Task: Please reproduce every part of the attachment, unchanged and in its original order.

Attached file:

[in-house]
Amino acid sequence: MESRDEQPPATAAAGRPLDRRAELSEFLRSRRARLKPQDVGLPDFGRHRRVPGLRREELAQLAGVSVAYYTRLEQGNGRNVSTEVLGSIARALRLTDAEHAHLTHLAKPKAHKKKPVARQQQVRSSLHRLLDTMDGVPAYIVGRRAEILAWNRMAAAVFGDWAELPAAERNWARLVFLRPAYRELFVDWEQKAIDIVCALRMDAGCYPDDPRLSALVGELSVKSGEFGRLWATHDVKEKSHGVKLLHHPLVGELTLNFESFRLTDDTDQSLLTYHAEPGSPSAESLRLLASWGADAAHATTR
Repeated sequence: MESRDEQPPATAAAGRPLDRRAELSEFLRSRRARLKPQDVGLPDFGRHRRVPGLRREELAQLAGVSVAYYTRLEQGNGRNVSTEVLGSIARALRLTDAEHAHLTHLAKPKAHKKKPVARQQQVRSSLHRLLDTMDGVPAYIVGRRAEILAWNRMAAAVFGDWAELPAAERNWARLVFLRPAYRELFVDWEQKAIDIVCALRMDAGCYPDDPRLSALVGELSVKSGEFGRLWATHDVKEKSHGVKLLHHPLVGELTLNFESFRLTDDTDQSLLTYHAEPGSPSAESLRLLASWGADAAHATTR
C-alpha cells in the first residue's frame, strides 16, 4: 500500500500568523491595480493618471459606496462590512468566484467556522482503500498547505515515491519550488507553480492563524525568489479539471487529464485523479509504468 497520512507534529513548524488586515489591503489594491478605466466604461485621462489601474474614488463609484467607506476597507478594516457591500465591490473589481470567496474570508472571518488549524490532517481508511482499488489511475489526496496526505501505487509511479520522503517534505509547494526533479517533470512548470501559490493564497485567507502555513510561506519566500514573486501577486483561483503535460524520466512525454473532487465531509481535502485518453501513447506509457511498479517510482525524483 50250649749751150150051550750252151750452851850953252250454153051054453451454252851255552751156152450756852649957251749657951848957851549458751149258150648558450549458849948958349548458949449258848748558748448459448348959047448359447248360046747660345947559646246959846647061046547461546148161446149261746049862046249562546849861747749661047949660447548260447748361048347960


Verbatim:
[in-house]
Amino acid sequence: MESRDEQPPATAAAGRPLDRRAELSEFLRSRRARLKPQDVGLPDFGRHRRVPGLRREELAQLAGVSVAYYTRLEQGNGRNVSTEVLGSIARALRLTDAEHAHLTHLAKPKAHKKKPVARQQQVRSSLHRLLDTMDGVPAYIVGRRAEILAWNRMAAAVFGDWAELPAAERNWARLVFLRPAYRELFVDWEQKAIDIVCALRMDAGCYPDDPRLSALVGELSVKSGEFGRLWATHDVKEKSHGVKLLHHPLVGELTLNFESFRLTDDTDQSLLTYHAEPGSPSAESLRLLASWGADAAHATTR
Repeated sequence: MESRDEQPPATAAAGRPLDRRAELSEFLRSRRARLKPQDVGLPDFGRHRRVPGLRREELAQLAGVSVAYYTRLEQGNGRNVSTEVLGSIARALRLTDAEHAHLTHLAKPKAHKKKPVARQQQVRSSLHRLLDTMDGVPAYIVGRRAEILAWNRMAAAVFGDWAELPAAERNWARLVFLRPAYRELFVDWEQKAIDIVCALRMDAGCYPDDPRLSALVGELSVKSGEFGRLWATHDVKEKSHGVKLLHHPLVGELTLNFESFRLTDDTDQSLLTYHAEPGSPSAESLRLLASWGADAAHATTR
C-alpha cells in the first residue's frame, strides 16, 4: 500500500500568523491595480493618471459606496462590512468566484467556522482503500498547505515515491519550488507553480492563524525568489479539471487529464485523479509504468 497520512507534529513548524488586515489591503489594491478605466466604461485621462489601474474614488463609484467607506476597507478594516457591500465591490473589481470567496474570508472571518488549524490532517481508511482499488489511475489526496496526505501505487509511479520522503517534505509547494526533479517533470512548470501559490493564497485567507502555513510561506519566500514573486501577486483561483503535460524520466512525454473532487465531509481535502485518453501513447506509457511498479517510482525524483 50250649749751150150051550750252151750452851850953252250454153051054453451454252851255552751156152450756852649957251749657951848957851549458751149258150648558450549458849948958349548458949449258848748558748448459448348959047448359447248360046747660345947559646246959846647061046547461546148161446149261746049862046249562546849861747749661047949660447548260447748361048347960